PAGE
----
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John Milton's On the Morning of Christ's Nativity

John Milton was born in 1608 and died in died in 1674. He was by far the most learned man of his time. He influenced men from the Romantic poets to the American Puritans. Moreover, he relied heavily on the historic Christian doctrine of Calvinism. In the first four stanzas of On the Morning of Christ's Nativity Milton paints a beautiful picture of man's redemption in Christ.

First, the first four stanzas of Milton's poem have a distinct rhyme scheme. The rhyme scheme is an adaptation of the rhyme scheme in Spenser's The Faerie Queen. In Spenser's poem the stanza rhyme scheme is ababbcbcc. In Milton's poem the rhyme scheme is ababbcc. The two poems have similar rhyme schemes except Spenser's poem has an extra cb.

Second, the most common feature of the first four stanzas is the striking allusion. In the stanza, Milton speaks of the "son of Heaven's eternal King" born of a "virgin mother" bringing "redemption from above." The "King of Heaven" is the Christian God. This is a quote from Daniel 4. The virgin mother is Mary, mother of Jesus. This is a prophecy of the birth of Christ from Isaiah 7 fulfilled in Luke 2. The "redemption from above" is the redemption written of in Romans 3:27. The "holy sages once did sing (they prophesied)" about Christ's releasing the elect of death from the Fall (Genesis 3). These prophecies are in Isaiah 9 and 40, among other places. They were fulfilled in Christ's death and resurrection, and God now works a "perpetual peace" in His elect.


The second stanza is much like the first, with allusion as the main feature. The "glorious form" and "light insufferable" are symbolic of God. Exodus 33:20 says no man shall see the face of God and live. Here Milton specifically writes about the Son, Jesus Christ. Milton says He sat in "Trinal Unity" at "Heaven's high council-table." "Trinal Unity" refers to the Christian doctrine of the Trinity. All three are separate and distinct Persons of one God. They are in perfect unity. Finally, Milton says Christ forsook His glory and came "here with us." This is a reference to Philippians 2 where Christ "humbles Himself" and makes Himself in "the form of a servant." Finally, Milton says He chose "a darksome house of mortal clay." This alludes to 1 Corinthians 4:7 where Paul calls men "jars of clay." Thus, Milton says Christ became man.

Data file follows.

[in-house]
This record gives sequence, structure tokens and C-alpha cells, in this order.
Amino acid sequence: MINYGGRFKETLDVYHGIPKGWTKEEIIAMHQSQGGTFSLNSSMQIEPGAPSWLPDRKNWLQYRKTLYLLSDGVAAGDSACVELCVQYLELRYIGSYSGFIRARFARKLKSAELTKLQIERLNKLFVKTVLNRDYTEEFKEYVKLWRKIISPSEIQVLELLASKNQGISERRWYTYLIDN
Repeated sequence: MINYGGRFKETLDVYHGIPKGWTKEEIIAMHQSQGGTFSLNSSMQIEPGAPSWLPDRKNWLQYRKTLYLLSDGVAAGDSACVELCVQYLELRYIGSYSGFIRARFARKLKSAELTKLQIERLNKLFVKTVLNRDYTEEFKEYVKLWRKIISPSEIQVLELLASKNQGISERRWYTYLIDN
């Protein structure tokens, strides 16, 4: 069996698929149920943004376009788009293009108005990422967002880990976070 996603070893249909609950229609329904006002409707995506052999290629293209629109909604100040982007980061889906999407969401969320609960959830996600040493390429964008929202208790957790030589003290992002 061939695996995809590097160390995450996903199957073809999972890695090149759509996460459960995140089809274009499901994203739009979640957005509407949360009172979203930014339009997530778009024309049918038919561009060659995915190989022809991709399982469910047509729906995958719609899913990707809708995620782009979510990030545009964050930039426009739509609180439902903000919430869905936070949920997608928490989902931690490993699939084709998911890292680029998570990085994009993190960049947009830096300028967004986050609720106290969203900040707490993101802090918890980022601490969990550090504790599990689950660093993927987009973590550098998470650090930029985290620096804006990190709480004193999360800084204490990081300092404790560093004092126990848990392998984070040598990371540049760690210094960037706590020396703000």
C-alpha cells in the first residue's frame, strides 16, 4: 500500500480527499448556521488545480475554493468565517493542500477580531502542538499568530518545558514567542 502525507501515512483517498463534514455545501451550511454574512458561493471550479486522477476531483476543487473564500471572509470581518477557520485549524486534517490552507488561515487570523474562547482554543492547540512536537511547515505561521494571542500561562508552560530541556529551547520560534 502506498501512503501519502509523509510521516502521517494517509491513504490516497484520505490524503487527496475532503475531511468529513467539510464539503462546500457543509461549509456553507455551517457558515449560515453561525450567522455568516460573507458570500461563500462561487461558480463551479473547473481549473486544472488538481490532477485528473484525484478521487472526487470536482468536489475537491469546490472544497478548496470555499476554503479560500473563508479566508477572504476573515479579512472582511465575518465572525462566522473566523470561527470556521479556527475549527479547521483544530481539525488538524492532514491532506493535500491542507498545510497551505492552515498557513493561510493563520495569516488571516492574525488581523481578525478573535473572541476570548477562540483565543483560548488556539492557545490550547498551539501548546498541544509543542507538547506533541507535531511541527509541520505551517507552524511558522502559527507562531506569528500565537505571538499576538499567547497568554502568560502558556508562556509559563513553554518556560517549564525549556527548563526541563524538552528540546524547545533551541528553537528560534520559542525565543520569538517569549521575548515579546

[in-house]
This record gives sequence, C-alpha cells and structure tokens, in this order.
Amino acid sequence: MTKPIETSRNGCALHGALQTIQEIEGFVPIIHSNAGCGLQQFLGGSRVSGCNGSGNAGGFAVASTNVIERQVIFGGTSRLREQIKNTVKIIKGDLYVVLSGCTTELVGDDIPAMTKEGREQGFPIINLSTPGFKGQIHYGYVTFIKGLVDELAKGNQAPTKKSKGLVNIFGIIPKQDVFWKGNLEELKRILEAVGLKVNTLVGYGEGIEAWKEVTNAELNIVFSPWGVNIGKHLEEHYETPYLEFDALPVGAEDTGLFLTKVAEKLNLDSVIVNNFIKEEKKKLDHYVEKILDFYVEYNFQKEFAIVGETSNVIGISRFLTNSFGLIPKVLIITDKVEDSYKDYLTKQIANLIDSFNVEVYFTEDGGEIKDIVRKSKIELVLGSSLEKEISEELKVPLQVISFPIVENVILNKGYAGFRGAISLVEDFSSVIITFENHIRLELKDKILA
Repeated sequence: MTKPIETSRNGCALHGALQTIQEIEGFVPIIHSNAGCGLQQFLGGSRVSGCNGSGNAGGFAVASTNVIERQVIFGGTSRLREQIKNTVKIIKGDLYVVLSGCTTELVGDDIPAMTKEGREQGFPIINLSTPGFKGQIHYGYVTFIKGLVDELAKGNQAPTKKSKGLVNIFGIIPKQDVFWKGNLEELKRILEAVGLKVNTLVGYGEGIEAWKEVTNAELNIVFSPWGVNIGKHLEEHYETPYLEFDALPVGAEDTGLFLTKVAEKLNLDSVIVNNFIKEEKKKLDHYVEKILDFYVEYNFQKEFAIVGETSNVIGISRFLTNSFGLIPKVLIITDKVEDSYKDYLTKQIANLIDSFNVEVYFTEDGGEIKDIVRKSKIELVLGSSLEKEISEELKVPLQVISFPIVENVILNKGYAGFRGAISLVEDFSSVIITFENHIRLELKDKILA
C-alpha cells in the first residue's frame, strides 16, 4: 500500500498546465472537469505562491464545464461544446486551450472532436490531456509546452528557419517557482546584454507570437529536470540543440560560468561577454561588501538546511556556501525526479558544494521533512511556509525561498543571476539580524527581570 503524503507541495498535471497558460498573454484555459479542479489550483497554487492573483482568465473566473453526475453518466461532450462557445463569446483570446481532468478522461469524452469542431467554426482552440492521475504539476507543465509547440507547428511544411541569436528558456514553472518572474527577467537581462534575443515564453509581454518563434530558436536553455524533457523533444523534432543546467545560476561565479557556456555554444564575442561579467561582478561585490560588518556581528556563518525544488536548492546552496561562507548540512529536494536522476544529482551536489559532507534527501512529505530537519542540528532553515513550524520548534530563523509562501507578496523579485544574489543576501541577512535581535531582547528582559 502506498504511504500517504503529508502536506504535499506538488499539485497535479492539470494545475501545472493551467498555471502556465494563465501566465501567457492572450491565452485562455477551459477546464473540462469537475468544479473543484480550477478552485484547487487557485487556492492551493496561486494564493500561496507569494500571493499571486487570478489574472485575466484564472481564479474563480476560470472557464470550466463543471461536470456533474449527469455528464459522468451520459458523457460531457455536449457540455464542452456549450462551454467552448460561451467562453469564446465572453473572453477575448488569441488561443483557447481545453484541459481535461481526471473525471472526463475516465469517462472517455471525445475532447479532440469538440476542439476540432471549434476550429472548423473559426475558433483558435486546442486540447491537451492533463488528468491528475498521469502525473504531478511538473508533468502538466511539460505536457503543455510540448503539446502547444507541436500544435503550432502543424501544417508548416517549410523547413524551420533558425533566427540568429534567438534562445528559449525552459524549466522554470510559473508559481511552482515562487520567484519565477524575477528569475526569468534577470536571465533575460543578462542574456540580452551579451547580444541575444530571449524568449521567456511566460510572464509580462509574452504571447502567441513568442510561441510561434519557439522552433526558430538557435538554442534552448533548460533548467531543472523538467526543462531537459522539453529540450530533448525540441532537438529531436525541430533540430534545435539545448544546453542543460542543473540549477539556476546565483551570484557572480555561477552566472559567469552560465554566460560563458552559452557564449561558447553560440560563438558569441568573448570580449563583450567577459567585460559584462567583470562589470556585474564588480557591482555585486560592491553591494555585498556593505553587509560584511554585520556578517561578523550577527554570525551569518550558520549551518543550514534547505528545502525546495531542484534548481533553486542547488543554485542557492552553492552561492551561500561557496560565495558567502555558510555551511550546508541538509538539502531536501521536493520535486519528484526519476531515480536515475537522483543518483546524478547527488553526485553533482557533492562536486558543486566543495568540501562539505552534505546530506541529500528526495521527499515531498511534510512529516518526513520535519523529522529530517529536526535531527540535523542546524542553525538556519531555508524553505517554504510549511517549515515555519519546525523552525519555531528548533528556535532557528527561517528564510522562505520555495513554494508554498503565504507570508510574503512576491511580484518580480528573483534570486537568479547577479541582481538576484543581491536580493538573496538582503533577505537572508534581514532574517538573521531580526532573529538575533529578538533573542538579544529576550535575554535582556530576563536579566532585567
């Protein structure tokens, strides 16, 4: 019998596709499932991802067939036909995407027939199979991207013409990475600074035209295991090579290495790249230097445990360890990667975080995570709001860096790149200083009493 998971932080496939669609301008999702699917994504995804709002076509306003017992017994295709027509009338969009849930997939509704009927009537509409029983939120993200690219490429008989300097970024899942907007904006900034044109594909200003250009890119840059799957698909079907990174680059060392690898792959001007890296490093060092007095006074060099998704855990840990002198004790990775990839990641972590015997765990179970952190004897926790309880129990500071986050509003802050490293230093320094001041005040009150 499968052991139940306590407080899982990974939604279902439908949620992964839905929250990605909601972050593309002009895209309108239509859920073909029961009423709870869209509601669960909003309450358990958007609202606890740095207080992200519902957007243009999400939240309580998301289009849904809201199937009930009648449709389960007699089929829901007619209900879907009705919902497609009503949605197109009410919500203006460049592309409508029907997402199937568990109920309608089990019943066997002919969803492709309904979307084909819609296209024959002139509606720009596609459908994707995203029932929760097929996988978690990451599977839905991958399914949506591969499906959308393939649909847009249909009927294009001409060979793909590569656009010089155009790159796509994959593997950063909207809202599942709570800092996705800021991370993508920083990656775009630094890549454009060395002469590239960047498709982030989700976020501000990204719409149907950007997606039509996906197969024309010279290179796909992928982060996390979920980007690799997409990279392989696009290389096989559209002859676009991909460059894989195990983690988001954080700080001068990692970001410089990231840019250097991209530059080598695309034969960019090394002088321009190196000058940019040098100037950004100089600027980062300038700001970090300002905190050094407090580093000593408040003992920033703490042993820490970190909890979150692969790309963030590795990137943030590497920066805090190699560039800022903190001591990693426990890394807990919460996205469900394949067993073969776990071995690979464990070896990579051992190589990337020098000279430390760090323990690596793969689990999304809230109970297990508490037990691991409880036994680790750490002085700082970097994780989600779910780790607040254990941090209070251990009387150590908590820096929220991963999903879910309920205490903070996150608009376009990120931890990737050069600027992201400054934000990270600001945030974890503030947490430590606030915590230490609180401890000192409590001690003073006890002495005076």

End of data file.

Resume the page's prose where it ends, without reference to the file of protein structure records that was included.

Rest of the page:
The third stanza is different from the first two. In this stanza, Milton calls on a heavenly Muse and asks him why he does not bring presents or songs to welcome Christ to his new abode. He asks why the Muse is not at Christ's manger. He appeals to the Muse to take a chariot across the sky like Phoebus Apollo did in classical myth. This is yet another allusion. Finally, he inquires into whether the Muse even notices the bright squadrons of angels gathered around the manger.


The final stanza is Milton's continual urgings for the Muse to go to the manger. The "star led wizards" are the Magi who followed the star of Bethlehem from the East. The "odors sweet" are the gifts the Magi brought to Christ, frankincense and myrrh. Milton implores the Muse to bring Christ an "humble ode" and lay it at His feet. Moreover, he tells him to join the angel choir in song. Finally, he makes reference to Isaiah 6 where an angel took a burning coal from the altar and put it on the repentant Isaiah's lips saying, "Lo, this hath touched thy lips; and thine iniquity is taken away, and thy sin purged." In the same way, Christ came to purge sin and its wages (death) and redeem repentant men.


In conclusion, Milton's poem is a complex poem on redemption alluding to the Holy Scriptures throughout the entire poem. The first four stanzas are an adaptation of the rhyme scheme in Spenser's The Faerie Queen. The first two stanzas speak of Christ's incarnation. Then, in the last two stanzas Milton beseeches a Muse to praise Christ with the angels of Heaven.


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